A rough and unsparing film.
Some movies are no better than second-rate sitcoms. Other movies are no better than third-rate sitcoms. "The Back-up Plan" doesn't deserve comparison with sitcoms. It plays like an unendurable TV commercial about beautiful people with great lifestyles and not a thought in their empty little heads. So timid is this film that when it finally arrives at its inevitable childbirth scene, it bails out after two "pushes"!
Jennifer Lopez has never looked better. That's about all she does here, is look better. She is talented and deserves more than this bird-brained plot about characters who have no relationship to life as it is lived by, you know, actual people. The movie deals with artificial insemination, romance, sex and organic goat cheese, which are promising areas for investigation, but it's so watered-down, it approaches homeopathy.
Lopez plays Zoe, a Manhattan pet shop owner who despairs of finding the perfect inseminator and decides to become artificially impregnated. Leaving the doctors' office, she is so happy she finds herself singin' in the rain. Then she hails a cab and a strange man pops into the back seat the same moment she does. As a Meet Cute, this ranks right down there with two characters bending over to pick up the same thing and bumping heads, which is what Tony Randall is always doing whenever I think of Meet Cutes.
This stranger is Stan (Alex O'Loughlin). We know, according to the Law of Conservation of Dramatic Resources, that (a) Zoe will become pregnant, and (b) she and Stan will fall in love. Consider the alternatives: (a1) she doesn't become pregnant, and (b2) they never see each other again. Anyway, fate brings them together, and then again, and soon they're falling for each other.
This Stan is a prime catch. Not only does he personally sell organic goat cheese in a ridiculously upscale farmers' market, but he produces it himself, on his own upstate farm. I am at a loss to explain why the movie squandered an opportunity to show Lopez milking a goat. Or having a goat eat her shoes, or whatever goats usually do in movies of this sort.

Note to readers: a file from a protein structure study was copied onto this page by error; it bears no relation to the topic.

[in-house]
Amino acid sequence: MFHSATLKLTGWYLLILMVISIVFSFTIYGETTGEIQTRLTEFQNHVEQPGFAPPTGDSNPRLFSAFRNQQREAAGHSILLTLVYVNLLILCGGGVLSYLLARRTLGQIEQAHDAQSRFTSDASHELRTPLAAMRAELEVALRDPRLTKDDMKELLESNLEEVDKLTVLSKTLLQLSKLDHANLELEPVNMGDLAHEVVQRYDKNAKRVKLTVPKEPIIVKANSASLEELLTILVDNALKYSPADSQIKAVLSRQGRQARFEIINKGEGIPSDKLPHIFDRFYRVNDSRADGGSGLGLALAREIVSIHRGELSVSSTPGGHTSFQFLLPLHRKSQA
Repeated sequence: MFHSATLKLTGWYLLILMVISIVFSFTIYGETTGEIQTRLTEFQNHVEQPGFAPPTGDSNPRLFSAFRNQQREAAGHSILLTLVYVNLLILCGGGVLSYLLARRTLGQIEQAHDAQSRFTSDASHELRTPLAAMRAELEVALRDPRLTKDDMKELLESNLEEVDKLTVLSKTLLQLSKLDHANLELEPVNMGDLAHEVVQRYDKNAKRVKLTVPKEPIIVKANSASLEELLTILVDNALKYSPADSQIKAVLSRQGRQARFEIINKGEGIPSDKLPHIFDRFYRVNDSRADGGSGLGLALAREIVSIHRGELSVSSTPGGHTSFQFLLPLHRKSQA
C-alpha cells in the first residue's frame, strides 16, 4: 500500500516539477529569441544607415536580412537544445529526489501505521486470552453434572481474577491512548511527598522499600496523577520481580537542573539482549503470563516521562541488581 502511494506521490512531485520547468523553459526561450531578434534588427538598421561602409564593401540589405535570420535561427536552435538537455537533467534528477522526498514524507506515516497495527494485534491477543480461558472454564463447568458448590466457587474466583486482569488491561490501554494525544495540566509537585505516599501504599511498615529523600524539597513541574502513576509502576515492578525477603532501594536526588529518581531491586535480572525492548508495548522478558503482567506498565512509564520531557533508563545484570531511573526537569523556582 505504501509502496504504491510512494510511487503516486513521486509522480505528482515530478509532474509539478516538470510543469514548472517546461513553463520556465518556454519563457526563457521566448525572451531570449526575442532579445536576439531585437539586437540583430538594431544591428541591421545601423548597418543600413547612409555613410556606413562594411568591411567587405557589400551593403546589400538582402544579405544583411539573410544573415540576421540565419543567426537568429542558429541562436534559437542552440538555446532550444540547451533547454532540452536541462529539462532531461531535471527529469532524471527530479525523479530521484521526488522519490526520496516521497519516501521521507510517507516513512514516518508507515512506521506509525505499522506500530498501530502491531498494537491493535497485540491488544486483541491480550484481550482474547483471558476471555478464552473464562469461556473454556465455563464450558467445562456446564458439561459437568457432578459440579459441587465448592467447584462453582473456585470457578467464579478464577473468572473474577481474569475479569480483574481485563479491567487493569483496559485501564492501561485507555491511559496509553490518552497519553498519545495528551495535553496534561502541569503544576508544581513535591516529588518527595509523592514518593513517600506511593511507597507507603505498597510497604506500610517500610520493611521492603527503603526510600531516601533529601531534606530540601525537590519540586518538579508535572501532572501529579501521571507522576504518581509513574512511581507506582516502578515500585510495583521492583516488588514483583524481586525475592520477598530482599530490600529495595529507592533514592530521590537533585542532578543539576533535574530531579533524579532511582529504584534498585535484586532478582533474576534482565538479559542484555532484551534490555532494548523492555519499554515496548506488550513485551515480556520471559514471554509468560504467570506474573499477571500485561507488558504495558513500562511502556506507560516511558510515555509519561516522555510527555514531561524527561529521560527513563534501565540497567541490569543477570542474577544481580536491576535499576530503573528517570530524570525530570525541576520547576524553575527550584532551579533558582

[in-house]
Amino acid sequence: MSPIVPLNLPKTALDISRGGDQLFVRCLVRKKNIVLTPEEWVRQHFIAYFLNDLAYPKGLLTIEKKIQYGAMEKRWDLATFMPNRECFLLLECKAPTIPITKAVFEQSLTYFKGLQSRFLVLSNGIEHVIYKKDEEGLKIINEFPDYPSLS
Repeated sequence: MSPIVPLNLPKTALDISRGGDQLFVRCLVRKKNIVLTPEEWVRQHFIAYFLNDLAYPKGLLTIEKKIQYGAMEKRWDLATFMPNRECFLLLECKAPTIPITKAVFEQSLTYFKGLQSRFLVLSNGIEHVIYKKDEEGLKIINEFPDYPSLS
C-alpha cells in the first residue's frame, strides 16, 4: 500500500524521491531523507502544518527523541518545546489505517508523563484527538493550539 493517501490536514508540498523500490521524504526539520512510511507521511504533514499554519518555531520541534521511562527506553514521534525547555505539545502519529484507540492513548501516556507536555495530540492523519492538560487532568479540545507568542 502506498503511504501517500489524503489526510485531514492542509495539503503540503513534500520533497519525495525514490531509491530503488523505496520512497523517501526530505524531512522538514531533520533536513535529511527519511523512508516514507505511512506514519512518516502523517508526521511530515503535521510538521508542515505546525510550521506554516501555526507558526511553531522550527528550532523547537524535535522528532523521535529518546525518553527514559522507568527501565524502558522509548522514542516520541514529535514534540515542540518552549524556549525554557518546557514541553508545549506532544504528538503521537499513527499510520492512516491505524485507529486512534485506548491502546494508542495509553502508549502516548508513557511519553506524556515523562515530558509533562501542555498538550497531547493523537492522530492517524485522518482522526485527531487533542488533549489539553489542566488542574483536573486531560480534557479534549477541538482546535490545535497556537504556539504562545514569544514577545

Obviously, the only way to make this movie reach a feature length is for Zoe and Stan to break up and get back together again, which they do, I think, three times. Their break-ups tend toward communications difficulties, as one or the other idiotically misunderstands dialogue that is crystal clear for everyone in the audience. In Little Movie Glossary lore this is Damon Knight's famous Idiot Plot, in which all difficulties could be resolved by the uttering of one or two words.
I don't believe "The Back-up Plan" is intended to be set in the real Manhattan. Take a close look at the farmers' market. It's more of a Farmers' Faire at a church benefit in a rich suburb. Farmer Stan and his goats, indeed. But consider the scene where Zoe is a bridesmaid at a wedding, and her water breaks. What does she do? Rush to the hospital? No, she commandeers the wedding's rented white Bentley and is driven to the market, where the auto shoulders its way right down the middle of the street and halts before the organic goat cheese stall, where Zoe can leap out and make up with Stan right there in public, while onlookers all smile and listen like benevolent insiders, instead of New Yorkers wondering who the hell these jerks are. Does Stan happen to have one of those little boxes with a ring in it handy? What does a goat do in the woods?
I have neglected poor little Nuts, Zoe's Boston terrier. Nuts follows her everywhere, and whenever he gets a closeup, he barks appropriately, as if he understands what is said. When was the last time in a movie where somebody said something, and there was a cut to a dog who barked, and you thought, "That's so funny! Nuts is paralyzed from the waist down and pulls himself everywhere on his little cart, without the benefit of much loving and cooing from his mistress, who relates to him as exactly what he is, a prop. But the little tyke can really wheel around and is always there when he's needed on camera.
This movie is desperately boring. No one says much of anything interesting. They have extremely limited ranges of interest. There are older characters: Zoe's nana (Linda Lavin) and grandpa (Tom Bosley) and gynecologist (Robert Klein). They seem human, so the camera cuts away, lest they get started on something.
At the playground where Stan hangs out (allegedly fascinated by the prospect of fatherhood), there's "Playground Dad" (Anthony Anderson) as a proud black father who gives Stan pep talks on the joys of parenting. African-Americans are so wise in movies like this, always playing proud dads and wise advisers and God and so forth, it's a wonder the movies are about anyone else.